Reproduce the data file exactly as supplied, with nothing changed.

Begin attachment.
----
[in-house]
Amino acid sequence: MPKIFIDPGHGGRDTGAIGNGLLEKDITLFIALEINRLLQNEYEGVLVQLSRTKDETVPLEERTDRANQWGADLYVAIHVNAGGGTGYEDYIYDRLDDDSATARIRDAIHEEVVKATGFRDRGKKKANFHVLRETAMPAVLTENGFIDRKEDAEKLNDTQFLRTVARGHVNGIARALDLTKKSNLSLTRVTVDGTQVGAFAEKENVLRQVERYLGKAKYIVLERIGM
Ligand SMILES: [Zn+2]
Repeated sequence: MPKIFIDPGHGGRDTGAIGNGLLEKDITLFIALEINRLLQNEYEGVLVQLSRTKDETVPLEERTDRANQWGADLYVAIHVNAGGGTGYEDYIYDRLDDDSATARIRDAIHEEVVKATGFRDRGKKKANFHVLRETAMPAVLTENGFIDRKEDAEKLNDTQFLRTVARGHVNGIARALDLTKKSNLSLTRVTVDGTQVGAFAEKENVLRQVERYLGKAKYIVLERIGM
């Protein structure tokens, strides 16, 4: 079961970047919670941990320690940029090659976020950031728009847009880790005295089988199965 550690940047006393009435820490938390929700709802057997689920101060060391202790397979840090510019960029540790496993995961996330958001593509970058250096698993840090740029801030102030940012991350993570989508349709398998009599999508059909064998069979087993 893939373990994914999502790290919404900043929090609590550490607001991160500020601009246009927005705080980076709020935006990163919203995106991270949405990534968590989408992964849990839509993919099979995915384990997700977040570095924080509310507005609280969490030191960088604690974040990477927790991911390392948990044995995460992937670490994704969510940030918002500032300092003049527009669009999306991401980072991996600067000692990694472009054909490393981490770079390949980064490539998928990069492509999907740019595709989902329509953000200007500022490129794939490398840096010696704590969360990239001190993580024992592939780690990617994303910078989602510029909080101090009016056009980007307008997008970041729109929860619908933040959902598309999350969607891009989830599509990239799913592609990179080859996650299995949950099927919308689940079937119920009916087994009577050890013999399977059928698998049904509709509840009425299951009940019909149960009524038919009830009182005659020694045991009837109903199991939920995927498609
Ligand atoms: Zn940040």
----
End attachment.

[in-house]
Amino acid sequence: MPKIFIDPGHGGRDTGAIGNGLLEKDITLFIALEINRLLQNEYEGVLVQLSRTKDETVPLEERTDRANQWGADLYVAIHVNAGGGTGYEDYIYDRLDDDSATARIRDAIHEEVVKATGFRDRGKKKANFHVLRETAMPAVLTENGFIDRKEDAEKLNDTQFLRTVARGHVNGIARALDLTKKSNLSLTRVTVDGTQVGAFAEKENVLRQVERYLGKAKYIVLERIGM
Ligand SMILES: [Zn+2]
Repeated sequence: MPKIFIDPGHGGRDTGAIGNGLLEKDITLFIALEINRLLQNEYEGVLVQLSRTKDETVPLEERTDRANQWGADLYVAIHVNAGGGTGYEDYIYDRLDDDSATARIRDAIHEEVVKATGFRDRGKKKANFHVLRETAMPAVLTENGFIDRKEDAEKLNDTQFLRTVARGHVNGIARALDLTKKSNLSLTRVTVDGTQVGAFAEKENVLRQVERYLGKAKYIVLERIGM
């Protein structure tokens, strides 16, 4: 079961970047919670941990320690940029090659976020950031728009847009880790005295089988199965 550690940047006393009435820490938390929700709802057997689920101060060391202790397979840090510019960029540790496993995961996330958001593509970058250096698993840090740029801030102030940012991350993570989508349709398998009599999508059909064998069979087993 893939373990994914999502790290919404900043929090609590550490607001991160500020601009246009927005705080980076709020935006990163919203995106991270949405990534968590989408992964849990839509993919099979995915384990997700977040570095924080509310507005609280969490030191960088604690974040990477927790991911390392948990044995995460992937670490994704969510940030918002500032300092003049527009669009999306991401980072991996600067000692990694472009054909490393981490770079390949980064490539998928990069492509999907740019595709989902329509953000200007500022490129794939490398840096010696704590969360990239001190993580024992592939780690990617994303910078989602510029909080101090009016056009980007307008997008970041729109929860619908933040959902598309999350969607891009989830599509990239799913592609990179080859996650299995949950099927919308689940079937119920009916087994009577050890013999399977059928698998049904509709509840009425299951009940019909149960009524038919009830009182005659020694045991009837109903199991939920995927498609
Ligand atoms: Zn940040």